So you thought car manufacturers are the only ones that can get dibs on getting watches built for them? Think again, ladies and gentlemen, because the Honda CBX1000 Speedometer is here to prove you wrong. Inspired by the iconic 1979 Honda CBX1000, the wristwatch is the perfect complement to the lucky few in this world who still have a functioning CBX1000 inside their garages. But even if you don’t have the bike itself, that doesn’t mean you can’t own the watch.
The CBX1000 Speedometer comes with a simple layout. The leather straps are about as classic as it gets while the black face and the orange and white numerical displays evoke images of the speedometers Honda used on the actual CBX1000 models. The watch also comes in two configurations depending on the region. Those who are more familiar with the km/h measurement unit can opt to get the version that uses the system for its markings. Likewise, those in the US who recognize the mph measurement unit can get that style of the watch.
Either way, the classic styling of the timepiece, which is what you could expect from a watch inspired by one of the classiest bikes Honda has ever built. It might be a little confusing since the traditional 1 to 12 numbers have been replaced by kmh and mph markings (the kmh version runs up to 240 km/h while the mph version runs up to 150 mph).
Other notable details about the watch include the odometer, which has been set to 1047, representing the displacement of the CBX. The watch also comes with a Swiss part quartz movement and is water resistant for up to 5 bars, or 72 psi if you’re more familiar with the latter measurement.
The watch only costs €119, plus €10 in shipping fees. That converts to a total of around $150, which isn’t really as expensive as some of the more opulent collaborations we normally see from Italian automakers and Swiss watchmakers. I’m referring to you, Ferrari and Hublot.
Click past the jump to read more about the Honda CBX1000 Sppedometer watch.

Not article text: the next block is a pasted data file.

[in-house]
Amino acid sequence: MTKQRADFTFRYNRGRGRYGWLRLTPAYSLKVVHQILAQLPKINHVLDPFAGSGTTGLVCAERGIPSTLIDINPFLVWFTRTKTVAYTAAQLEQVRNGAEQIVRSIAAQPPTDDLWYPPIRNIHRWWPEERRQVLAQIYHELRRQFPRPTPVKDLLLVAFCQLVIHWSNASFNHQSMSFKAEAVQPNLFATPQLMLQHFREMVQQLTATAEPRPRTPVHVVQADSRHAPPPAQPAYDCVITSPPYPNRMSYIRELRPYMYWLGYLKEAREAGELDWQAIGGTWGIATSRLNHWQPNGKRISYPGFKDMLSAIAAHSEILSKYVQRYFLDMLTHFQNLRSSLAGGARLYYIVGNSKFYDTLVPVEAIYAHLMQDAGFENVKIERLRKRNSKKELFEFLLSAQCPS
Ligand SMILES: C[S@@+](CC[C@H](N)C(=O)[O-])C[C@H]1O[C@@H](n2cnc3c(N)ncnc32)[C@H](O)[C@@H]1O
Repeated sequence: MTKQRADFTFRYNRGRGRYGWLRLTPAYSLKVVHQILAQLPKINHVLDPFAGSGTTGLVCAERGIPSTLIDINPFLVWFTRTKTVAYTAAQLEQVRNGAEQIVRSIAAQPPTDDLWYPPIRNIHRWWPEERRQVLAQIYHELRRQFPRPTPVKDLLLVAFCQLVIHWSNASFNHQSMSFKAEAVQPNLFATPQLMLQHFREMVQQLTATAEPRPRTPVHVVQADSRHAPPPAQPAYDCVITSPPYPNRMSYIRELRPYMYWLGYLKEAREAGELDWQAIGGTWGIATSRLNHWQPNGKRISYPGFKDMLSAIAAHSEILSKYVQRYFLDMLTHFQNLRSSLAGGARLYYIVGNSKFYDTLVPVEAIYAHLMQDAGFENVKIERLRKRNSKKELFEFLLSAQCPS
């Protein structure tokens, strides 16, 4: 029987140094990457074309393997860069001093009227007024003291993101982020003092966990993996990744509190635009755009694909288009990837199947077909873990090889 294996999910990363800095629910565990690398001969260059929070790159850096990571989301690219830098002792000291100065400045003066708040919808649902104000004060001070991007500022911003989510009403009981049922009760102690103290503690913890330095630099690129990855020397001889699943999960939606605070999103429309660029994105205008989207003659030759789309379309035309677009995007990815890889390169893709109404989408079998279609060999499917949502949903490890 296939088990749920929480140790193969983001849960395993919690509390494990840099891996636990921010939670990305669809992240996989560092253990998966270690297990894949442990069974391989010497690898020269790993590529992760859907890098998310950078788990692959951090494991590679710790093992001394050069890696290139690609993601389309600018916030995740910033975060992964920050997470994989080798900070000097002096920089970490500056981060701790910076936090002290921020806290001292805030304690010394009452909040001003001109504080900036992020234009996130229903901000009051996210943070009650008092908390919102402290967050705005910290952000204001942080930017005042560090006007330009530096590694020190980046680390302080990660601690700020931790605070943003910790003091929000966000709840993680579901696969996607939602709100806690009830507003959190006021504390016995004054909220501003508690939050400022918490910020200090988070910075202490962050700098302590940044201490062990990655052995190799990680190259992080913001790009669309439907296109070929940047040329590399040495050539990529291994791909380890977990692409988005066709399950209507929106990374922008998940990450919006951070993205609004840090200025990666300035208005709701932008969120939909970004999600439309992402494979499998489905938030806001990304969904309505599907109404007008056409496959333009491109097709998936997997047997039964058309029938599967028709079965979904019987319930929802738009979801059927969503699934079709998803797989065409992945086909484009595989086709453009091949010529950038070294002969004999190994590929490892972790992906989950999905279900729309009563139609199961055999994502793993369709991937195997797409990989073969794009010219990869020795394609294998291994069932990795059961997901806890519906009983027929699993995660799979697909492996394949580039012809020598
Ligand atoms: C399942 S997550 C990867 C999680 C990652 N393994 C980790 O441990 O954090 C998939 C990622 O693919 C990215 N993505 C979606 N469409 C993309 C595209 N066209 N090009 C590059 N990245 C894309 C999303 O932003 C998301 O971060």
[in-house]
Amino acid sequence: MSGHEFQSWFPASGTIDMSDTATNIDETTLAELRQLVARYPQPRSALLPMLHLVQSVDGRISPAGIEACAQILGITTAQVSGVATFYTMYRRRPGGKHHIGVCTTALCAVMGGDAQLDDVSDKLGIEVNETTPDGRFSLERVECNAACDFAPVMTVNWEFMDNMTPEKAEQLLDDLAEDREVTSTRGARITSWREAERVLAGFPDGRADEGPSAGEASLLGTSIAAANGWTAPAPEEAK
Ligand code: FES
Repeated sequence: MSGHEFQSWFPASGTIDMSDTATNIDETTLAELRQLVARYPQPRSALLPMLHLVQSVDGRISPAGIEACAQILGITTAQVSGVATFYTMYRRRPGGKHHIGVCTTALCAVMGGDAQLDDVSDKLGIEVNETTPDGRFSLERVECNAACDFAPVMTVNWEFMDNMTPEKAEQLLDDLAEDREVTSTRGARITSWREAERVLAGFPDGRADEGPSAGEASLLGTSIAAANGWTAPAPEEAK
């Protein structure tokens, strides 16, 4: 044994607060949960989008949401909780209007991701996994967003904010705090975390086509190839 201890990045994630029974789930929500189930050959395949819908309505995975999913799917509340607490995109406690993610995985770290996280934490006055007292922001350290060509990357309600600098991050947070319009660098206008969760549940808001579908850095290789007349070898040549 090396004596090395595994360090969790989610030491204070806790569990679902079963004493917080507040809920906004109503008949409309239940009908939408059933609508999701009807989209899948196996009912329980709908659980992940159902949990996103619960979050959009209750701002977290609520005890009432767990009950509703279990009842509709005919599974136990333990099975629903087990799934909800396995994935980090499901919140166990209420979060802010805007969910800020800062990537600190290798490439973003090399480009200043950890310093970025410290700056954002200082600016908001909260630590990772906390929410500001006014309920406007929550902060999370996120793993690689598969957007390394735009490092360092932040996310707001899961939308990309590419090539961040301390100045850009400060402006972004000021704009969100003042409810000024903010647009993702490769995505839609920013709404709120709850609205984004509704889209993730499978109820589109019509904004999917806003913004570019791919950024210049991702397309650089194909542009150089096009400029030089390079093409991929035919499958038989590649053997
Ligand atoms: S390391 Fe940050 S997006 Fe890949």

Want to have the new kind of café racer? Do like Larry Houghton: take a 1983 6-cylinder Honda CBX and build an origami-like frame for it from a one-inch thick aluminum sheet and then bring in a pair of 17-inch Marchesini wheels from a Ducati 916. Create a radical front end, but retain the Ducati’s single-sided swingarm and the thing can go off the stand.
The engine and gearbox is pretty much all that remains from the Honda CBX and because the powerplant makes it look so wide it’s called ‘Wide Boy’. But it’s no Harley, just a custom bike trying to make it in this business. It actually came third in the Freestyle class at the latest London Ace Cafe Motorcycle & Custom Show, so it rides on the good track.
The ’V12 Andreas’ isn’t just one of those concept motorcycles that won’t ever turn into reality, but a running café racer that originally started life as a Honda CBX, which was a six-cylinder UJM (Universal Japanese Motorcycle). Although what Andreas came up with is anything but universal, his custom Honda CBX V12 Café Racer is actually powered by two such engines, which have been joined together, resulting the impressive V12 mill.
These are simple words to describe the amazing amount of work behind this project as Andreas spent a year working on the chains, tensioners and guides, just so that you get a clue of the dedication needed to achieve such a piece of mechanical jewel, but it takes a look at the old-timer’s face to see it was all worth it.
But the engine isn’t the only feature making sure this thing turns heads. This café racer’s entirely polished bodywork looks very cool, especially if you consider the fact that it was hand built. What a bike! Follow the jump for more pictures and no less than four videos of the V12-powered Honda CBX.
Honda has never even considered building a six-cylinder motorcycle engine to power their late 1970 CBX models, but owners have and this is the best they came up with. Apparently a regular 1979 Honda CBX, but actually being powered by a six-cylinder motor, this bike reflects the fact that manufacturers can fit an enormous engine on virtually any motorcycle and enjoy a great success. I’m counting the exhaust pipes on this thing over and over again and can’t believe how…regular it looks.